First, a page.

On the steps of the Merced County Courthouse Museum in June, the Board of Supervisors, Human Services Agency and District Attorney’s Office joined up to call awareness to an important issue: elder and dependent adult abuse.
During the press conference and resource fair, it was highlighted that in California, elder and dependent adult abuse is significantly underreported. For every case of elder or dependent adult abuse known to agencies, 24 are unknown. To help increase reporting, the Merced County DA’s Office and HSA are teaming up with older adult advocates from throughout the state to educate our communities, elected officials, and law enforcement about elder and dependent adult abuse during the KNOW ABUSE REPORT ABUSE campaign.
Elder and dependent adult abuse takes many forms, some more obvious than others. Physical, mental, sexual, and financial abuse, as well as neglect and self-neglect are recognized in state law as forms of elder and dependent adult abuse. Reports for all types of elder and dependent adult abuse are on the rise. In Merced County, referrals of abuse have increased by 20 percent every year for the past four years.
Merced County has a 24-hour hotline for reporting abuse of older adults and disabled adults who may be physically or financially abused, neglected, or exploited. The local APS number is (209) 385-3105. To report suspected abuse of an elder in a nursing home, residential care facility for the elderly, or assisted living facility, contact the State CRISISline number: 1-800-231-4024 or the Merced County Long Term Care Ombudsman Program at (209) 385-7402.
New Behavioral Health Center Opens
Members of the Merced County Board of Supervisors—past and present—joined other local elected officials and community leaders in April to cut the ribbon and officially open Merced County’s New Behavioral Health Center located on 13th Street in Merced. The new facility co-located services and is greatly improving treatment.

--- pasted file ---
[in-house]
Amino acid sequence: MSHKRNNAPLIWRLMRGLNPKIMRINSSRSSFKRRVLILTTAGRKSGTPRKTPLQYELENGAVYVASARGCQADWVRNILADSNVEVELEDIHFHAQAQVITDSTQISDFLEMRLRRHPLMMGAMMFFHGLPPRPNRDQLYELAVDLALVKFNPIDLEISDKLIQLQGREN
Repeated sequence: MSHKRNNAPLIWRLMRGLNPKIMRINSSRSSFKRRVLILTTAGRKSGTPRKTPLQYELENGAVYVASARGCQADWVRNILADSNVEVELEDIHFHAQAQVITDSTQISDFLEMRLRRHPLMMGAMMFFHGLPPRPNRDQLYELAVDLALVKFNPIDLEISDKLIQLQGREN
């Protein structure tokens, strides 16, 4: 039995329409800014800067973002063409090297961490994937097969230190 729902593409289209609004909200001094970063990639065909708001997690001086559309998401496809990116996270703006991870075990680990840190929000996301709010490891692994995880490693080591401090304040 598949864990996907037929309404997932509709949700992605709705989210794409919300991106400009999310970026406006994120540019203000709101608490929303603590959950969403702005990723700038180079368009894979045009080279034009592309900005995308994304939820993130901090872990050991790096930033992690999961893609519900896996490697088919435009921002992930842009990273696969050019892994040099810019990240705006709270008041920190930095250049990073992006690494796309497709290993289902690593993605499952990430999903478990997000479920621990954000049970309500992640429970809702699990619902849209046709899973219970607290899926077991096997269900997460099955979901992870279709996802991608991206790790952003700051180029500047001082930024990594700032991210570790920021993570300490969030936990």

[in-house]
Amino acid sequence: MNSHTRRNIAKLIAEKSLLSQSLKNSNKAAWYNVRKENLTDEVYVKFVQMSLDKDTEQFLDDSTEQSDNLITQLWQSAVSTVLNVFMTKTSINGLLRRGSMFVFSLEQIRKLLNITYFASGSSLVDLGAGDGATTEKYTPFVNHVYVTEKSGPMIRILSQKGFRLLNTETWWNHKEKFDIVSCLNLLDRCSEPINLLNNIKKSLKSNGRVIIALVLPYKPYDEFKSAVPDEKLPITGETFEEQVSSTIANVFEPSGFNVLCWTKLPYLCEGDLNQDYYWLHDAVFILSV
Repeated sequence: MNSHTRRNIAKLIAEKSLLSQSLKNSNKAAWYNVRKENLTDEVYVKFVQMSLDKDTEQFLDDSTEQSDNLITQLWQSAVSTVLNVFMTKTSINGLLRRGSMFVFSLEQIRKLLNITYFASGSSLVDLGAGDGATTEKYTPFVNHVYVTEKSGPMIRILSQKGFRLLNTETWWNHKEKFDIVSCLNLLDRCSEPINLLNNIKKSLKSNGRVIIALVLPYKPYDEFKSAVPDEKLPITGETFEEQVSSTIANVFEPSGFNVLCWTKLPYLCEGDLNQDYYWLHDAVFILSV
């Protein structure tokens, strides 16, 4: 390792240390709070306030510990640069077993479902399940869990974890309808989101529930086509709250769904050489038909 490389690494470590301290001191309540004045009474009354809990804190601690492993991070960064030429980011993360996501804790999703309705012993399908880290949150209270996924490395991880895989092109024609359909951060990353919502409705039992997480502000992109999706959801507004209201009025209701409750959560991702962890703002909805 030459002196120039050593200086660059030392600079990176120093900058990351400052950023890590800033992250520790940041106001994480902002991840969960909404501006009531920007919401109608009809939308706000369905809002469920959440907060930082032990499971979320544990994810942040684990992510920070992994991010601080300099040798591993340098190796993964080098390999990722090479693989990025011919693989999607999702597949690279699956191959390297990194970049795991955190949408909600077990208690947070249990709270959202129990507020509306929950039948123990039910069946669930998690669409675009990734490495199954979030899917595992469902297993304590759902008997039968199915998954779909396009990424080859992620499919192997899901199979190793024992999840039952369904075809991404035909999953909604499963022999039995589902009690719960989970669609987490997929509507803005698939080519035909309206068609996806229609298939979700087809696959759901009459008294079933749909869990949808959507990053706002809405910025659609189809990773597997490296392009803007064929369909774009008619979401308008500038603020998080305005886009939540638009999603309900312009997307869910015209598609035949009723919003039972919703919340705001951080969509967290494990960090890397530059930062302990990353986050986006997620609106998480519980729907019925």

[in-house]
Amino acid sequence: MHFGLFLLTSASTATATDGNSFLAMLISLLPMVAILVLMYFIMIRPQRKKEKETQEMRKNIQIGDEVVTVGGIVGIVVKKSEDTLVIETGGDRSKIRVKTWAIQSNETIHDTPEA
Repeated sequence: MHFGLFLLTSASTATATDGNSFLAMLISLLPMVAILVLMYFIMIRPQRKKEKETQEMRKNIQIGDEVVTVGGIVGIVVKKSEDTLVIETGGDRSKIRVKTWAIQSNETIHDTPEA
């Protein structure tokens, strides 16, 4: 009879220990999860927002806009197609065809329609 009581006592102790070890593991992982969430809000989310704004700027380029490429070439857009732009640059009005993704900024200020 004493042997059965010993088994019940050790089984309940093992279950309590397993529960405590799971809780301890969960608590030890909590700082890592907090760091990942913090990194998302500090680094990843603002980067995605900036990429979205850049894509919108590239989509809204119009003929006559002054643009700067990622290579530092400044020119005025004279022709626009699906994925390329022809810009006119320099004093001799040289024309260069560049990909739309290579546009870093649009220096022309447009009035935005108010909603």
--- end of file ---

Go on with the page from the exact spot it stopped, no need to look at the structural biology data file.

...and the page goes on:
|Board of Supervisors||Planning Commission|
- July 10, 2018
- July 31, 2018
- August 14, 2018
- August 28, 2018
- September 11, 2018
- September 18, 2018
Regular Board of Supervisors meetings are held on scheduled Tuesdays at 10 a.m., unless otherwise specified. Meetings are held in the Board Chambers located in the County Administration Building at 2222 M Street, Third Floor, Merced, CA 95348.
- July 11, 2018
- July 25, 2018
- August 8, 2018
- August 22, 2018
- September 12, 2018
- September 26, 2018
Regular Planning Commission meetings are held on the second and fourth Wednesday of each month in the Board Chambers located in the County Administration Building at 2222 M Street, Third Floor, Merced, CA 95348.
|Municipal Advisory Councils|
- Delhi MAC meetings:
7 p.m. second Thursday of the month,
16091 Locust St., Delhi
- Franklin-Beachwood MAC meetings:
6 p.m. fourth Wednesday of the month,
Franklin Elementary on Franklin Road
- Hilmar MAC meetings:
6 p.m. fourth Monday of the month.
20077 Falke St., Hilmar
- Le Grand MAC meetings:
7 p.m. first Monday of the month,
13038 E. Jefferson St., Le Grand
- McSwain MAC meetings:
7 p.m. fourth Thursday of the month,
926 N. Scott Road, Merced
- Planada MAC meetings:
6 p.m. first Wednesday of the month,
9167 Stanford Ave., Planada
- Snelling MAC meetings:
6:30 p.m. second Wednesday of the month,
Old Snelling Courthouse, SR 59, Snelling
- Winton MAC meetings:
7 p.m. third Tuesday of the month,
7091 W. Walnut Ave., Winton